Landscaping To Limoncello: Former Waltham Resident Follows His Passion
Bentley University graduate Phil Mastroianni talks about his commitment to his Fabrizia Limoncello business and how he balances this with working for his father's business, Phil Mastroianni Landscaping & Tree.
When he was growing up in Newton, Phil Mastroianni never thought he’d be making limoncello or working in his father’s Waltham-based landscaping business. But, that is now how he spends his days.
“I left my job [as an accountant] and began working for my father’s landscaping company. I’ve gone from one day, a year-and-a-half ago, to half and half with Fabrizia. It’s more time, no more just nights and weekends," said Mastroianni, a Bentley University graduate.
Early on, Mastroianni was fascinated with the stock market. When he joined the Stock Market Club at F.A.Day Middle School and later did some actual investing while at Newton North High School, Mastroianni realized he had a talent. He followed through by pursuing an accounting degree at Bentley University.
After graduation, he moved to Waltham and went to work in Boston at KPMG, one of the nation’s major accounting firms. And while he liked what he did, Mastroianni acknowledged that he didn’t feel that “fire, that passion.” He found that on a trip to Italy in his junior year.
“Three of my four grandparents are from Platania, in Calabria,” Mastroianni recounted. “My great aunt Rosina and my father came over to visit me while I was on this trip. And we went down to Calabria. All of a sudden, I’m this Italian-American kid, and my whole world had opened up. I had this real connection.”
It wasn’t until a family dinner back in Newton that Mastroianni really saw the opportunity to turn this experience and his passion into a business.
“We started making limoncello as a hobby. Christmas, everybody loved it and it was a big hit,” Mastroianni said. “In January, my uncle, Joe Albano, said, ‘Phil, this is the best limoncello I’ve ever had. This is what you should be doing.’ By the next morning, I called Brett and by the first week of October [in 2008], we had shipped our first batch to a distributor in Massachusetts.”
For almost a year, Mastroianni, and then-partner Brett Bell, balanced their work at KPMG with making their Fabrizia Limoncello at night and on weekends. This, however, didn’t give Mastroianni enough time to make the beverage he had come to love.
In case you don’t know, limoncello is made by taking the peel of a lemon and steeping it in grain alcohol and then adding simple sugar syrup. Most producers of the popular liqueur also add the dye FD&C Yellow 5, but Mastroianni and Bell were committed to the idea of making a beverage that was wholly natural and dye-free.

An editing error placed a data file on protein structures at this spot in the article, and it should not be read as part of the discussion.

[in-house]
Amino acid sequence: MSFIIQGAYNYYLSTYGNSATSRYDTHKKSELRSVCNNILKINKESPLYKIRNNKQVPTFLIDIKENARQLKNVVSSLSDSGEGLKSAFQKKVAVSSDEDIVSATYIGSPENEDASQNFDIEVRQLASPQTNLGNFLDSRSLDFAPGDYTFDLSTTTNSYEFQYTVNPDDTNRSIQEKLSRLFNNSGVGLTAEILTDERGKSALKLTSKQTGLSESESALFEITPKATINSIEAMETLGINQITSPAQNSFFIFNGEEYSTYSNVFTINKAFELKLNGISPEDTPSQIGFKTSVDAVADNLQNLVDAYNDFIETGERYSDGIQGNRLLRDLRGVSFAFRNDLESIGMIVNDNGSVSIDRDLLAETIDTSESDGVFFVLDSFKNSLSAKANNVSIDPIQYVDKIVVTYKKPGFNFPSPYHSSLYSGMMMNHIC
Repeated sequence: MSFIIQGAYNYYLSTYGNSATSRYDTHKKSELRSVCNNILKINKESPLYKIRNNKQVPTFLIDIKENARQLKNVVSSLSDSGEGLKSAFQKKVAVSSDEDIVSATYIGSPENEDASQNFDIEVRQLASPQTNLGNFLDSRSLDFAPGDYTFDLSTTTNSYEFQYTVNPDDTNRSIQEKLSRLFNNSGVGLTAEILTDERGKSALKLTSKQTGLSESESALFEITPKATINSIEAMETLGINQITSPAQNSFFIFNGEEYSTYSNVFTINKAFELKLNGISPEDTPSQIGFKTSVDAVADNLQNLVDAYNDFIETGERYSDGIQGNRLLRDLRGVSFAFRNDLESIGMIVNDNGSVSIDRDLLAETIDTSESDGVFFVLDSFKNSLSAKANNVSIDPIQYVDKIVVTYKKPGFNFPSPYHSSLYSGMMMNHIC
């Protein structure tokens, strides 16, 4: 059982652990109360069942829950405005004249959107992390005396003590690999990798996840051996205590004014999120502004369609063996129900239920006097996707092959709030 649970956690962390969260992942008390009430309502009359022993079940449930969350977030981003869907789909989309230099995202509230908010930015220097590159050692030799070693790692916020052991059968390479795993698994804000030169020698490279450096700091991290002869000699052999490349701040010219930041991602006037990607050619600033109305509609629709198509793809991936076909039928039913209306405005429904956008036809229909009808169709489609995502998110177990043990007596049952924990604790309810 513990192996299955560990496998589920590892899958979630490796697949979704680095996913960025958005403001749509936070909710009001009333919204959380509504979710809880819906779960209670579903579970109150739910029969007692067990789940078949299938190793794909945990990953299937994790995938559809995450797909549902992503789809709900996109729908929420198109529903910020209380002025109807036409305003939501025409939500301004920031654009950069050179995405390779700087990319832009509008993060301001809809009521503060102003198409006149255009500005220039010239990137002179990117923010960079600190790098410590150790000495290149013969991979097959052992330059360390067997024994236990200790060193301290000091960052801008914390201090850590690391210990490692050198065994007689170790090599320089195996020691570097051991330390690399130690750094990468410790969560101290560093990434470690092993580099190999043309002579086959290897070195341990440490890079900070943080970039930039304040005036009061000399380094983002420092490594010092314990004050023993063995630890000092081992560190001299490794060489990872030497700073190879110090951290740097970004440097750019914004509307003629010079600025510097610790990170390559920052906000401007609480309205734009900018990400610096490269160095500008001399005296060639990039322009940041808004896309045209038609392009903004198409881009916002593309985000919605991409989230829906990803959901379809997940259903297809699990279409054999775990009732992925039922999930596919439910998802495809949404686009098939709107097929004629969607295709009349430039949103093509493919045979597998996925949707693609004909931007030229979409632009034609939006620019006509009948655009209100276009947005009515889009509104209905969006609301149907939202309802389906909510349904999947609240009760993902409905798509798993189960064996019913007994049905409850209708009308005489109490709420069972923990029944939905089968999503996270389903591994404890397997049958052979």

Keeping the beverage natual has reaped benefits. Out of six limoncellos sold in their only market outside of New England, Fabrizia is the second best seller in Ohio. Mastroianni said he is excited that his limoncello is sold in local stores like Marty’s and Gordon’s and that many restaurants offer the beverage. It can also be used in recipes that even the non-drinking public can enjoy.
“An all natural limoncello like ours,” Mastroianni explained, “all of the flavor and color comes from oils in the lemon rind. It’s all natural, it crystalizes really well when you cook with it. Scallops with limoncello, cake infused with it, we have a frosting on the Web site. Anything you can do a reduction with, it works great.”
When Mastroianni bought out his partner, Bell, he brought his brother Nick on board, making it a true family business. Even their sister, Jenna, has gotten involved by naming a new product yet to be released.
“We’re hoping next year to come out with a bottled version of our Italian Margarita. We were on FOX News Morning show and brought on Jenna’s Italian Margarita, because she named it. It’s limoncello, tequila and lemonade. It tastes great, it’s so refreshing," Mastroianni said.
While he is happy with the growth of his limoncello business, Mastroianni is also enjoying the opportunity to help out in the family landscaping business and spend some time outdoors, even if it means occasionally juggling things a bit.
“When I came here to meet with you, I had my green [Mastroianni Landscaping] shirt on. I changed into my Fabrizia shirt in the car. That’s part of the fun. I wear different shirts, like some people wear different hats.”